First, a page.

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Program connects alumni with prospective students

March 27, 2007

KALAMAZOO--Instead of just receiving a letter notifying them of their accomplishment, some 9,000 of this year's admitted students will also receive a postcard and personal congratulations from a Western Michigan University graduate.

More than 550 University alumni are participating in the 2-year-old postcard campaign under the WMU Alumni Association's Alumni Admissions Ambassadors program.

To connect graduates with high school seniors who have been accepted to the University, the initiative uses colorful 5-by-7-inch postcards that feature collages of students, faculty and buildings. Along with the cards, which are provided by the Alumni Association, program participants are given names and addresses of admitted students, suggested messages and even stamps.

The ambassadors send postcards to about 10 admitted students each month from January through March.

The mailing initiative is part of a program established more than a decade ago that also recruits alumni volunteers to represent the University at four to five national college fairs that are selected by the Office of Admissions.

Hardy Figueroa, WMU associate director of constituent and regional outreach in the Office of Alumni Relations, says alumni response to the expanded effort has been extremely positive.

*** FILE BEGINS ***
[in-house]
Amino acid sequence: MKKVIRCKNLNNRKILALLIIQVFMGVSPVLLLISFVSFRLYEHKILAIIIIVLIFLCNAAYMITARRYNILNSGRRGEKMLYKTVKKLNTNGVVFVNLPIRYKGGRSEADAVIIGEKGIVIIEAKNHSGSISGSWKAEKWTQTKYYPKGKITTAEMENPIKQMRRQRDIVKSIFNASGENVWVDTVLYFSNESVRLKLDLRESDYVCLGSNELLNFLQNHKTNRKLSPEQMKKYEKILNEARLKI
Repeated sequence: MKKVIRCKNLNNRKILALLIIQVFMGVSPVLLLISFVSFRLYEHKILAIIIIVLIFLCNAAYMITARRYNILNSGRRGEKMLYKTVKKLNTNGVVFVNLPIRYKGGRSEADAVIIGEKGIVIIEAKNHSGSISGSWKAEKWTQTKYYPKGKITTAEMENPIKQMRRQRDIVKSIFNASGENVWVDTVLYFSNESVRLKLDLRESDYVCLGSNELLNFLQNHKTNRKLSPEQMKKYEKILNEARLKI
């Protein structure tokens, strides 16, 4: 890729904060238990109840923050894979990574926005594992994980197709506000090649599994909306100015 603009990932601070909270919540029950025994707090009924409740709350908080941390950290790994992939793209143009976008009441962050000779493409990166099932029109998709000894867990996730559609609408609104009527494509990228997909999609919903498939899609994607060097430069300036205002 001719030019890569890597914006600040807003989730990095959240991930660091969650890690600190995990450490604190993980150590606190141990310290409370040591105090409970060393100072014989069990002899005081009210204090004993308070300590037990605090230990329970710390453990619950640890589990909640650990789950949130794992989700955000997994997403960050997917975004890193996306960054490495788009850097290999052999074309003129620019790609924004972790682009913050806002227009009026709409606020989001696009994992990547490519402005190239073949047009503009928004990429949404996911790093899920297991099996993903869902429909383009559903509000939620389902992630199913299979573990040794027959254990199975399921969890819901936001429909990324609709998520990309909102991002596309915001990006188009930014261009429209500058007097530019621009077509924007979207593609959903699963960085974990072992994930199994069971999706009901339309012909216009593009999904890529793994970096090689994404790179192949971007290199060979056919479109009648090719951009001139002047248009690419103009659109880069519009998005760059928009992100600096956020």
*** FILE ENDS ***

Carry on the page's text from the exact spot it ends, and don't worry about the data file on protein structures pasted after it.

"Our volunteers...want to help the University in other ways, through time, energy and contributing to the University's priorities," Figueroa says. "The mailing initiative cannot have a negative impact. At the very least, students are receiving a personal message from a proud alum telling them congratulations. At the very best, it can make them feel welcome and help enroll students."

Future students who have received the cards in the past have appreciated WMU's personal approach and contact, reports Paula Nahernak, a senior from Capac, Mich., who has worked on the program for the past two years as a student intern.

"When freshmen are looking at going to college, they're looking for something to help them fit in," says Nahernak, who will graduate in August with a bachelor's degree in business. "When they pick a college, they want to get excited and be assured they made a good decision."

Last year, alumni volunteers were matched with accepted students based on hometowns and geographical regions. This year, the focus is on creating pairings based on fields of study. Students who are undecided about a major--an estimated 30 percent of applicants--are divided among the alumni volunteers.

Ambassadors live across the country and range from new graduates to those who left the University almost 40 years ago, Figueroa says, but more are needed to help cover the variety of study areas that are of interest to new students.

The Alumni Association also offers a program that teams WMU graduates with current students who want to learn more about their career options and a program that connects the University's worldwide alumni with students who have just graduated and need a little help dealing with the logistics and stress associated with moving to new and unfamiliar places.

To become a WMU alumni admissions ambassador or learn about other Alumni Association outreach programs, visit www.wmich.edu/alumni or call (269) 387-8777.

Media contact: Jeanne Baron, (269) 387-8400, jeanne.baron@wmich.edu

WMU News
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